Information theory: A foundation for complexity science

Amos Golan and John Harte published a perspective paper, consolidating the insights and research on knowledge and models from incomplete information in complex environments, based on MaxEnt

Modeling and inference are central to most areas of science and especially to evolving and complex systems.
Critically, the information we have is often uncertain and insufficient, resulting in an underdetermined inference problem; multiple inferences, models, and theories are consistent with available information.
Information theory (in particular, the maximum information entropy formalism) provides a way to deal with such complexity. It has been applied to numerous problems, within and across many disciplines, over the last few decades.
In this perspective, we review the historical development of this procedure, provide an overview of the many applications of maximum entropy and its extensions to complex systems, and discuss in more detail some recent advances in constructing comprehensive theory based on this inference procedure.

The mathematical architecture of the METE. Empirically testable metrics, such as the distributions of abundances over species and metabolic rates over individuals, the species–area and endemics–area relationships, and an energy-equivalence principle derive from specified mathematical operations on the two fundamental distributions in the theory: an ecological structure function, R, and a spatial distribution, Π, which in turn, are derived using MaxEnt.

We also discuss efforts at the frontier of information-theoretic inference: application to complex dynamic systems with time-varying constraints, such as highly disturbed ecosystems or rapidly changing economies.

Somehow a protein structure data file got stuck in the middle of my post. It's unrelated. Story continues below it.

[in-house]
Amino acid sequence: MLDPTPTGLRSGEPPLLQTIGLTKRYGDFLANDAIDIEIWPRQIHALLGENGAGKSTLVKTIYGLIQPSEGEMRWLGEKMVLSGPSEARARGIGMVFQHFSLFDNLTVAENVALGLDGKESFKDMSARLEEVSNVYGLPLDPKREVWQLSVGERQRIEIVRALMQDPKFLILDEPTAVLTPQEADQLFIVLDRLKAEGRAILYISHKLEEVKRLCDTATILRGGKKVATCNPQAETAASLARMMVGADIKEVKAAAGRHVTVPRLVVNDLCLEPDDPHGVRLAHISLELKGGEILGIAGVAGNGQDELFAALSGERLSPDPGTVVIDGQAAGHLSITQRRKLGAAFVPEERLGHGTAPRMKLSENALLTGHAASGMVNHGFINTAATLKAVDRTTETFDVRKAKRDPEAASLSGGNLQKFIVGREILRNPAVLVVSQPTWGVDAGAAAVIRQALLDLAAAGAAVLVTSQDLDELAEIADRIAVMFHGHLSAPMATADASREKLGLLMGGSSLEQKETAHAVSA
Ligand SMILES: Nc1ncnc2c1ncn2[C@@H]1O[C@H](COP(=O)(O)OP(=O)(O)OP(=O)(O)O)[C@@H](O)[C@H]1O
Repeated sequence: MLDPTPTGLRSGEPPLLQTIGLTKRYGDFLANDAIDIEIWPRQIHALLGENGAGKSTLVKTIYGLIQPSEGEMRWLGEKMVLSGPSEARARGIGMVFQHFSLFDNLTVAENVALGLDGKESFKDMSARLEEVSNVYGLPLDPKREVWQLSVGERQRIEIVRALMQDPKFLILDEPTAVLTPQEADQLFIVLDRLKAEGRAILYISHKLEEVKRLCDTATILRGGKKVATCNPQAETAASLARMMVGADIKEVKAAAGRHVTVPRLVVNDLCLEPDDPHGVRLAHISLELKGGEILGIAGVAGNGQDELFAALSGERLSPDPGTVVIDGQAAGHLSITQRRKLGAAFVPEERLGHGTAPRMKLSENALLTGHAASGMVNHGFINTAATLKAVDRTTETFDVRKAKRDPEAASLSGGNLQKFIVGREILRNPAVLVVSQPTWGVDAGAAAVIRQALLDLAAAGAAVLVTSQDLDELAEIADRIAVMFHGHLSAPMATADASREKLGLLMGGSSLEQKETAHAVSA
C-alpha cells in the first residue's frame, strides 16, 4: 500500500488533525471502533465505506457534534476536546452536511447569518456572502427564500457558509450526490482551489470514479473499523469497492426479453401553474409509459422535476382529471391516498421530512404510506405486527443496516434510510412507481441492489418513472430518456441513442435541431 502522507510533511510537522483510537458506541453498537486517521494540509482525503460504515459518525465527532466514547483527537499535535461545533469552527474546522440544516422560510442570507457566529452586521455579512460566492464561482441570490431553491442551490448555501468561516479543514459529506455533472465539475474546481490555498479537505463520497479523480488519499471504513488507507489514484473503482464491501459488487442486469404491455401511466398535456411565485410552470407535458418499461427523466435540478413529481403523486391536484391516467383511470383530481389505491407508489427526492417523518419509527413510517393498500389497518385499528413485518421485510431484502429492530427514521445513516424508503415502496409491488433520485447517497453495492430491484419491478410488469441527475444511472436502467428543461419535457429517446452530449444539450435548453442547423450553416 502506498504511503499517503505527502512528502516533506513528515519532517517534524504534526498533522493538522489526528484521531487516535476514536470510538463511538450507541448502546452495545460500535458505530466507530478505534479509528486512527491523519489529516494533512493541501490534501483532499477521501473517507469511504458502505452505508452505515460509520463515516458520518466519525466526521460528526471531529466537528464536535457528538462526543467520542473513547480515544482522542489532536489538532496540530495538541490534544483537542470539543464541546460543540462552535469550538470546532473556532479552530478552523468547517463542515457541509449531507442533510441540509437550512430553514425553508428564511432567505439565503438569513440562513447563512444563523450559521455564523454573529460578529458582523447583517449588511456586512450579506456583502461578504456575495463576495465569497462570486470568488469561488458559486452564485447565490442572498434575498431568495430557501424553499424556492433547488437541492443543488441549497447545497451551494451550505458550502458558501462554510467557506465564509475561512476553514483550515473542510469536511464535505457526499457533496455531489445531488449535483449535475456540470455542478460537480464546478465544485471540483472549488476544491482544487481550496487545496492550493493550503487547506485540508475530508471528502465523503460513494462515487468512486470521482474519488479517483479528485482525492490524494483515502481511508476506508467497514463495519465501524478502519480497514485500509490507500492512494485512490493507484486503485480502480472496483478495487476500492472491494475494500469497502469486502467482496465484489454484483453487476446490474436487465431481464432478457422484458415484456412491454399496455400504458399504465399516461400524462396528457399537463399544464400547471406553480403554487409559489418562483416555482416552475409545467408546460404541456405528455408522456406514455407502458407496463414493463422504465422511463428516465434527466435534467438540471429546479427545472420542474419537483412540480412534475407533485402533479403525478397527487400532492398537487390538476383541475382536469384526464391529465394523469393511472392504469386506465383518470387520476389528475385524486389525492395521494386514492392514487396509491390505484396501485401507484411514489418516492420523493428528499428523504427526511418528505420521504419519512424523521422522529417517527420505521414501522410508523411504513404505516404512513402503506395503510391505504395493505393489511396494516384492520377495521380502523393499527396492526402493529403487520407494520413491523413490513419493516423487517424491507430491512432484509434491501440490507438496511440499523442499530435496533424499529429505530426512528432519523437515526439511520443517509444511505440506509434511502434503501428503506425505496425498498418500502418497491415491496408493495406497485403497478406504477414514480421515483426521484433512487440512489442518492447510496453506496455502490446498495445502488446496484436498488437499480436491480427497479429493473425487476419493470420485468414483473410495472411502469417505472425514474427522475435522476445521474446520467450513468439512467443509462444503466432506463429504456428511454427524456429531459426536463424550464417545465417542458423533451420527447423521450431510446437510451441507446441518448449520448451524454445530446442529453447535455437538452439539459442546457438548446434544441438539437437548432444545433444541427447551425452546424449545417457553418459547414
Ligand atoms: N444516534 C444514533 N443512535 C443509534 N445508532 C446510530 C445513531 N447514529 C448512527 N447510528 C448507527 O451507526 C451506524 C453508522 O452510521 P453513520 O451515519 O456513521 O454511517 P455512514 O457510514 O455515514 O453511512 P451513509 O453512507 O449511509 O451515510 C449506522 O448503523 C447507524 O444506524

Overview of representative applications of information-theoretic MaxEnt inference

With all problems in science, the more information we have, the better will be the models and theories we can construct. However, for hugely complex systems, like the ones we confront in economics and ecology, we never will have enough information to unambiguously predict outcomes.

For such systems, theory and model construction are an underdetermined inference problem. If, however, we specify available information as constraints and build directly on the MaxEnt principle, we ensure that out of all possible models that are consistent with the information we have, the chosen one is least biased.

Both within each of us and surrounding all of us are systems of immense complexity. Critical to our survival and well-being is understanding those systems sufficiently well so that we can make reliable predictions and design effective interventions. MaxEnt, an information-theoretic method of inference, provides a powerful foundation for the study of complex and continuously evolving systems. It is a powerful method for extracting insight from sparse, uncertain, and heterogeneous information and is also a foundation for complex systems theory construction. We expect applications of MaxEnt inference to continue expanding the frontiers of complexity science within and across disciplines.

One response to “Information theory: A foundation for complexity science”

  1. […] ecosystemen leren ons de risico’s van faling door onbeslistheid of rigiditeit, ten gevolge van de verkeerde evenwichten tussen veerkracht en efficiëntie. De informele communicatie (koffie..) is vaak de overleving om het te veel aan efficiëntie kort te […]


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